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september, tends to go further new highs down the road. six straight positive months as likely to do today -- over the coming few months doesn't say we are off to the races for years to come. it definitely puts the chips on probably more of the same continuing with a little more upside. >> if we are talking winners and losers technology is the standout. the nasdaq did the best of the big three. energy had a big quarter. crude climbed quietly. consumer staples were down two percent. despite the fact that you have activists in the sector. you have a proxy battle going on. especially the food company. >> it is really the traditional package food companies, to a lesser degree consumer staples. it's been hard to find a losing sector to be honest with you in the quarter. and they are not benefitting. utilities have had a decent run when yields have been lower.
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staples are not getting the same defensive bid. they don't think the businesses are defensive anymore even though stocks have that kind of reputation as being defensive. people are so focussed on the big secular challenges. >> lack of growth. thank you. michael santoli. the president is set to tout his tax reform plans before the national association of manufacturers next hour. the proposal facing a policy hurdle. what to do with the state and local tax deductions. joining us to talk about that former council of economic adviser marty feldstein and former fed vice chair alan blinder. happy friday. marty, the treasury secretary yesterday argued that this would be a deficit reduction package and yet a bloomberg poll of economists 22 of 26 say this will widen the budget gap. where are you? >> no doubt that during the next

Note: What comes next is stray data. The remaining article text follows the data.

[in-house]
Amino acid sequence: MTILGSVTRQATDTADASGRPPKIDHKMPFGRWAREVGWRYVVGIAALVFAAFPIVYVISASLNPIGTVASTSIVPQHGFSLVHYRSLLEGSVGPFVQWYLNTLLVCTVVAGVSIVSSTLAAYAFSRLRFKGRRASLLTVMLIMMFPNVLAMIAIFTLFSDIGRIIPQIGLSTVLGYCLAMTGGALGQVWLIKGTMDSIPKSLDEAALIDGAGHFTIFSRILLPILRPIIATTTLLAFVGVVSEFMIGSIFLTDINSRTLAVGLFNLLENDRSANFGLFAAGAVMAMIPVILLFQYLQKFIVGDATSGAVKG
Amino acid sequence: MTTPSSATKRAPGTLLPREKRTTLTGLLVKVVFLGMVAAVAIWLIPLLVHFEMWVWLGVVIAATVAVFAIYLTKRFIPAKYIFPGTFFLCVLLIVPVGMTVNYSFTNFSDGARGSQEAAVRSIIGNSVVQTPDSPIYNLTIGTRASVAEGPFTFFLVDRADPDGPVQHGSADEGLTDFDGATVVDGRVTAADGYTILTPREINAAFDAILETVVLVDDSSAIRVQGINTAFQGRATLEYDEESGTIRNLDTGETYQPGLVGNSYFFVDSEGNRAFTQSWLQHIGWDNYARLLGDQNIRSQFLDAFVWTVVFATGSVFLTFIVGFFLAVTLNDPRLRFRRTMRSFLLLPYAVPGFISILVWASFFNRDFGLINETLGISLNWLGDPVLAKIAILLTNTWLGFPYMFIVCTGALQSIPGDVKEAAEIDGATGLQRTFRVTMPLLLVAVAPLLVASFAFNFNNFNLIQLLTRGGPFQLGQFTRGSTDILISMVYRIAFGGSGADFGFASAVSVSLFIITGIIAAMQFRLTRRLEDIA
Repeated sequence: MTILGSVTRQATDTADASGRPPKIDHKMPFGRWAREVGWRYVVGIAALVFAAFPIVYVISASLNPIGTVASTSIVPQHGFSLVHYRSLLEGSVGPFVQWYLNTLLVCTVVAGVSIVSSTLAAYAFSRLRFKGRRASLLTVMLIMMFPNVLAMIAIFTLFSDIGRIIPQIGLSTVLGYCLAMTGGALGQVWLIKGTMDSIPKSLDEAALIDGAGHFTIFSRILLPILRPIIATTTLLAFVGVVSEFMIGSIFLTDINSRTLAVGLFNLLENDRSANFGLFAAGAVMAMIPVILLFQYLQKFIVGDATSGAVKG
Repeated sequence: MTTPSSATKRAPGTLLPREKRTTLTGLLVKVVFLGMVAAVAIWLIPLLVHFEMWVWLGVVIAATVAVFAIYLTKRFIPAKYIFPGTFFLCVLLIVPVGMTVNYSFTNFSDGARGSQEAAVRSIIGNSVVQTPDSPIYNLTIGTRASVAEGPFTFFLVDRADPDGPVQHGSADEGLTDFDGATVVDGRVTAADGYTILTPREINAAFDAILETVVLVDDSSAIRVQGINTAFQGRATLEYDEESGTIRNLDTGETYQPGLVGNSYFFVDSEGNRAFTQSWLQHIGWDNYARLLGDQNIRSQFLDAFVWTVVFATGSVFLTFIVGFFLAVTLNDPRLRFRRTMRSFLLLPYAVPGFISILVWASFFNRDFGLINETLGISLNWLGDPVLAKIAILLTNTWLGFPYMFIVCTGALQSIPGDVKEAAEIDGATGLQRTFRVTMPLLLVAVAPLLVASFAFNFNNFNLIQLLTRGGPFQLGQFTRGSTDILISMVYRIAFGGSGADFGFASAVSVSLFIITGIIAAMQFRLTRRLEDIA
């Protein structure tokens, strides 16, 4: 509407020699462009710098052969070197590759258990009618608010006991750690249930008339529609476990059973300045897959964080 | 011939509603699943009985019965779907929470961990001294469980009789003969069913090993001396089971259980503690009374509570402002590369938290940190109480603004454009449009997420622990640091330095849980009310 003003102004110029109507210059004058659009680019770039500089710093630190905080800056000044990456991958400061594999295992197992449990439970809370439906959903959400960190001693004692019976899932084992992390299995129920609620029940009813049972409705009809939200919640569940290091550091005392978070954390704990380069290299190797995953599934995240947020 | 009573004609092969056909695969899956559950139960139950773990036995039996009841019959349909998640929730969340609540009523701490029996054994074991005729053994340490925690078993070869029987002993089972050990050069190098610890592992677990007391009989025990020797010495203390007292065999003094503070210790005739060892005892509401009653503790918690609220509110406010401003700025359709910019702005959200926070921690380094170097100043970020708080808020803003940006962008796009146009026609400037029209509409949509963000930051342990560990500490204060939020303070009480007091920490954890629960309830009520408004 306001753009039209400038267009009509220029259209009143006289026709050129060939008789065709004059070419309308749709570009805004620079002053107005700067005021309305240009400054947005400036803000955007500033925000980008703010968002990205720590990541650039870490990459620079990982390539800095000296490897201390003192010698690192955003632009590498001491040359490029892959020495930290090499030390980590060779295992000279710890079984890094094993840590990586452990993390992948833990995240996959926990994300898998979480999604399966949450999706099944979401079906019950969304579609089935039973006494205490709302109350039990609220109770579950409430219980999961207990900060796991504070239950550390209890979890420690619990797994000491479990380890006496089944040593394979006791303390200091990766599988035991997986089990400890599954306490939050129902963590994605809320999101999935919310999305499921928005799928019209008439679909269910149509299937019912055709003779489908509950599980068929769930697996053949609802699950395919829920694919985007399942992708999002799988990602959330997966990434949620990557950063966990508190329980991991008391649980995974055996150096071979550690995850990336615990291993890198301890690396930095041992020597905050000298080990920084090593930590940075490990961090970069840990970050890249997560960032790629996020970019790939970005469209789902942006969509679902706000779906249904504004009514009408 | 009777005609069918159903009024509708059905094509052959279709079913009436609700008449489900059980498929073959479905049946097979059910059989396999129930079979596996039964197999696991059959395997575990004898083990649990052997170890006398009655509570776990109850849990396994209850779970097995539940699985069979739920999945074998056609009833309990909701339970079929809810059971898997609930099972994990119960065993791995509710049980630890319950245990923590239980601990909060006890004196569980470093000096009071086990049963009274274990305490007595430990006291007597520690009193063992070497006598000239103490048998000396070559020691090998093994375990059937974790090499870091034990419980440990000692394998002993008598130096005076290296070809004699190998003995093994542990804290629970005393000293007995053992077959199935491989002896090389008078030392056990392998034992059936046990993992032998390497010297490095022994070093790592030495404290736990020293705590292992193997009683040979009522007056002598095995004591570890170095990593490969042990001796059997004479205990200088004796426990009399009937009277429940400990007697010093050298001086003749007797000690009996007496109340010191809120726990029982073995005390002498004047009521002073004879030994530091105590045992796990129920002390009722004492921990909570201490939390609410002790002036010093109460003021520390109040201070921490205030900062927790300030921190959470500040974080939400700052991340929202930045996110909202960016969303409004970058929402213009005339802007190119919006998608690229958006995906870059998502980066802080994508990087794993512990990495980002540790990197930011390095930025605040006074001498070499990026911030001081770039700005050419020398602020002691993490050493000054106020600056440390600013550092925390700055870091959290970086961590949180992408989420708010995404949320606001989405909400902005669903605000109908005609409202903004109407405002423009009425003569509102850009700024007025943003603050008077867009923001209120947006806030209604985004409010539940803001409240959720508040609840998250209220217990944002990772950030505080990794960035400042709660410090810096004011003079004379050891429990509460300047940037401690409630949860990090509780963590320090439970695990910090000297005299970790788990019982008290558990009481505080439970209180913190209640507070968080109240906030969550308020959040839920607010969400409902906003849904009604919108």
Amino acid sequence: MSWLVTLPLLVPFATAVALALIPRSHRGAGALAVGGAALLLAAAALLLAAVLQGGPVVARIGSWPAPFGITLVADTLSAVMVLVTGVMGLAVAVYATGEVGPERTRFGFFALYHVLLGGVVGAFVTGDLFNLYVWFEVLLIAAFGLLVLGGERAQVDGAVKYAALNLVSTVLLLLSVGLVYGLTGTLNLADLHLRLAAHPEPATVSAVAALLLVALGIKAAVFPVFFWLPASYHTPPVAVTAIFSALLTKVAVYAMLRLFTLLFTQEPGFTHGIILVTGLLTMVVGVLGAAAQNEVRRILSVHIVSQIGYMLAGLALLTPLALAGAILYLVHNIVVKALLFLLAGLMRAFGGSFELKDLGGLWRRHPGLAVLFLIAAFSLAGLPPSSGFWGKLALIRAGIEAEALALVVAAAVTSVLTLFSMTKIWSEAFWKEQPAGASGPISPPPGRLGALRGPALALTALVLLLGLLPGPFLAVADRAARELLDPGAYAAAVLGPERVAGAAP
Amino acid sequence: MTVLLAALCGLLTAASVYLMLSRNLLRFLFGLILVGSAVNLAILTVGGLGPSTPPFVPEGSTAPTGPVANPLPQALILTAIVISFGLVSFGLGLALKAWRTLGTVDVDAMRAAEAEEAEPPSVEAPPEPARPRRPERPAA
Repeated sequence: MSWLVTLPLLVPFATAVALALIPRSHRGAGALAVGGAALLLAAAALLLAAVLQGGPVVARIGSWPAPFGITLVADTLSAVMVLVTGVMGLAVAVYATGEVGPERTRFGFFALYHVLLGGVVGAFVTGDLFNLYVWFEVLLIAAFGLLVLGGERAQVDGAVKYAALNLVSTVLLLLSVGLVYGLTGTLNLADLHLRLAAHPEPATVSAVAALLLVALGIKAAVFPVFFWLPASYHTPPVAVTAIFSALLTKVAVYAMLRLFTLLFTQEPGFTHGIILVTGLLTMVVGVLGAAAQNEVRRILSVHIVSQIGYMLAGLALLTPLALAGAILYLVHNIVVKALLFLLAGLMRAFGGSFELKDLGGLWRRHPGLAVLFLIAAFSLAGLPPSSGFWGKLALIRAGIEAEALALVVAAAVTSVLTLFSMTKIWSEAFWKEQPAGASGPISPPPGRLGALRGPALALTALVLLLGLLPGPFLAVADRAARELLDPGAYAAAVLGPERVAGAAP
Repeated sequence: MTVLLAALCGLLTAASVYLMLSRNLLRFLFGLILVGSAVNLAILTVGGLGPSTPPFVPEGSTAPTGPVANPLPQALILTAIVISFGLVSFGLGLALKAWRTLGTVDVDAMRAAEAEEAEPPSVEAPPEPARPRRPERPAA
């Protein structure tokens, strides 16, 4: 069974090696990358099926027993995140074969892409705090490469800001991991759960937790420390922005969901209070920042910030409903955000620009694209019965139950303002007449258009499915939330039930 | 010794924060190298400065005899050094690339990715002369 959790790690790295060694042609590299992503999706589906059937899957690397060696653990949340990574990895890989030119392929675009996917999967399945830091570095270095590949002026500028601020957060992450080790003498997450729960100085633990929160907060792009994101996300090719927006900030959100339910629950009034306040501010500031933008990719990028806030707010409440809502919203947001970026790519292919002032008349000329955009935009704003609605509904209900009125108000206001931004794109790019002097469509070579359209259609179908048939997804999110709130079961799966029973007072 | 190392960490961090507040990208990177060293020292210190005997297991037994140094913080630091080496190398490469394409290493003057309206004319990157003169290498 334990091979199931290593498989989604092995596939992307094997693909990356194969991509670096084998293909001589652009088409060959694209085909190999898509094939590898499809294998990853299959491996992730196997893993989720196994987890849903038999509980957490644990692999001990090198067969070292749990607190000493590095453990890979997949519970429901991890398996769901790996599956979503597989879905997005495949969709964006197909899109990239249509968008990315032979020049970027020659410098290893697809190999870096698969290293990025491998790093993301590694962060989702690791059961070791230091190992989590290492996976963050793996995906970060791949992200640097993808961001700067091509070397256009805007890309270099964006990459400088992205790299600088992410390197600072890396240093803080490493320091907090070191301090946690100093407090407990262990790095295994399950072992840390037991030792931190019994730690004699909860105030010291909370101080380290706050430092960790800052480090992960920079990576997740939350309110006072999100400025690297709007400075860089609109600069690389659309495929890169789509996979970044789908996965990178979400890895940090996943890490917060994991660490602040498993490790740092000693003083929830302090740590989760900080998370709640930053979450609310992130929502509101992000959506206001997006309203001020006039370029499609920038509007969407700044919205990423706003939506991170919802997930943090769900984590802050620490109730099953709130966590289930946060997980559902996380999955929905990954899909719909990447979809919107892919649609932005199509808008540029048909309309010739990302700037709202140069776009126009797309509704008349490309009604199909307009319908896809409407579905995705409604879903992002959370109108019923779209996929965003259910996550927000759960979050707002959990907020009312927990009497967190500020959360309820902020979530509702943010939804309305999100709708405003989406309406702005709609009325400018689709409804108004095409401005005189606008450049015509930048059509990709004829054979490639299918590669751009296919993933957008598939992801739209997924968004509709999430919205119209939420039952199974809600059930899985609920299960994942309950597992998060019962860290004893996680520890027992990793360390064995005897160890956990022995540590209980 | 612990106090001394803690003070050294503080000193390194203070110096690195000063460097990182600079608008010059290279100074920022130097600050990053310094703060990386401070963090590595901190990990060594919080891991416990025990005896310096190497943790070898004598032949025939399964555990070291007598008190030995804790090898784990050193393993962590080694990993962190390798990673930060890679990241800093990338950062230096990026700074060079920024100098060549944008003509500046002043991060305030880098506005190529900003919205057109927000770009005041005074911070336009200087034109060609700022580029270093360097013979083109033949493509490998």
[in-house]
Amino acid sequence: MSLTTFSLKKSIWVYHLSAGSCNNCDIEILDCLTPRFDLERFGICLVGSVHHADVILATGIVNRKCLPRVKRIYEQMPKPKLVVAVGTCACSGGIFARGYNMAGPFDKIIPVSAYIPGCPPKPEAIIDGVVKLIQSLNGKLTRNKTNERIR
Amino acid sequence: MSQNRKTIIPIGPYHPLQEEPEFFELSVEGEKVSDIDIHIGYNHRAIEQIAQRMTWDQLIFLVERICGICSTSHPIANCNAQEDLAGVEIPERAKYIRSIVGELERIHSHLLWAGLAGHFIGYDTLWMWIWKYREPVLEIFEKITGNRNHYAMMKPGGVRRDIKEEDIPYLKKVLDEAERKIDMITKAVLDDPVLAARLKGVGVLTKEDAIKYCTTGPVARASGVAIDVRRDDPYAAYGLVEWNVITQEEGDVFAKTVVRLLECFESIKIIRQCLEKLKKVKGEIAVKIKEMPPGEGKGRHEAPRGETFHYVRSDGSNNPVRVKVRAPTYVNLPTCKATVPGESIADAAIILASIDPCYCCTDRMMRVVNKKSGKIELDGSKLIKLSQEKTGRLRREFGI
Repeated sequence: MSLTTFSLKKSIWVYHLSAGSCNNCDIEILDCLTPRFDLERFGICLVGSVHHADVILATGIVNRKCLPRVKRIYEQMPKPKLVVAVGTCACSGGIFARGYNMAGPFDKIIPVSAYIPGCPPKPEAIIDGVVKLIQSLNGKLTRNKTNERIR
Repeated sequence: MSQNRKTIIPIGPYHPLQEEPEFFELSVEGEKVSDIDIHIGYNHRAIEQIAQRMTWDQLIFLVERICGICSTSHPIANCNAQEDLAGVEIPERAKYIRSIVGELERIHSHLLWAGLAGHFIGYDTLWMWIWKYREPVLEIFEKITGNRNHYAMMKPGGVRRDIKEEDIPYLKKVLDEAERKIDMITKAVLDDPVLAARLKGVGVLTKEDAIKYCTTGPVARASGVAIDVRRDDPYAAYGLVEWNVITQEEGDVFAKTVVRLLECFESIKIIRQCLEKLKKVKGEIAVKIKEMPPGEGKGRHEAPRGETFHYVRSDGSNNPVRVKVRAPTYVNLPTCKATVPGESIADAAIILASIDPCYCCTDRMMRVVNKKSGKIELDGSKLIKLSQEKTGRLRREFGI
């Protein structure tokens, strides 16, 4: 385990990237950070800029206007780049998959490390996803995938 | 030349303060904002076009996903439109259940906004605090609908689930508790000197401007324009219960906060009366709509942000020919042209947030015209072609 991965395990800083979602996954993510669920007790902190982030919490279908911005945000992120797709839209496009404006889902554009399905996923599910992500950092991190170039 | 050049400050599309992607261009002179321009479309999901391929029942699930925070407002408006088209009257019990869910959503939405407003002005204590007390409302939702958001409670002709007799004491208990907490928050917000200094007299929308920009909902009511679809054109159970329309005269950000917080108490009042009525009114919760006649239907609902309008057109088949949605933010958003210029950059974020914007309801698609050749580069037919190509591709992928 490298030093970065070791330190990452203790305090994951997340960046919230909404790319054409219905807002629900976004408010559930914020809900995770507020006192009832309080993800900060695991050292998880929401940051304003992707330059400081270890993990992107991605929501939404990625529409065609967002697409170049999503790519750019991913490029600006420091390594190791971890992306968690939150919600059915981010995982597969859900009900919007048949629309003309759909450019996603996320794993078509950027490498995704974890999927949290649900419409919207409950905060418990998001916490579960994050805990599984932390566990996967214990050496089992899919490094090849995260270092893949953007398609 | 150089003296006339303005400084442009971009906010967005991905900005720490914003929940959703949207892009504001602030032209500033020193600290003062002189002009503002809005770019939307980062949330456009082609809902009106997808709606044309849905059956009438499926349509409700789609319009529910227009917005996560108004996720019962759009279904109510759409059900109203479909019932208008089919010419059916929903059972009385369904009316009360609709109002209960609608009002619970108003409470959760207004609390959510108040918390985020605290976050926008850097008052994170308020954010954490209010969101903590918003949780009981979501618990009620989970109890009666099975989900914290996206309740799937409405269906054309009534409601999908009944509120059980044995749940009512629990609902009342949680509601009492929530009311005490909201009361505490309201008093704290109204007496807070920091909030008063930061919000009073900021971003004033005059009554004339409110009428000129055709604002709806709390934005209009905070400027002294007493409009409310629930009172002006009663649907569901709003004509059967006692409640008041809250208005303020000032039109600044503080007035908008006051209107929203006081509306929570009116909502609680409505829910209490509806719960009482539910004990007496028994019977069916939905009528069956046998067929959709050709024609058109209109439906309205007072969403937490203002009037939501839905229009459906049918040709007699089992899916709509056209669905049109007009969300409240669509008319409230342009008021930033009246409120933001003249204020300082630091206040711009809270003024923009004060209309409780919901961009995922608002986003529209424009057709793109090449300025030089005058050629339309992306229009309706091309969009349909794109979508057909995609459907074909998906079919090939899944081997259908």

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ten years this is going to widen the budget gap. you know, they are going to have to pass it by reconciliation and that means after year ten it can't be adding to the size of the deficit that is currently projected. they are going to have to do things to limit what happens after the tenth year so that there is no increase in the deficit then. >> alan, your take on the impact on the deficit >> i think what marty says is correct in terms of senate procedures. there are so many ways to get around this. the bush tax cuts locked a 0 into the tenth year to get it under budget and zeroed out things. a lot of those things continued beyond that, not all, but a lot of them. that will be the republican plan. let's grab the first ten years and worry about the second. nobody should think the intent is to make it a ten year only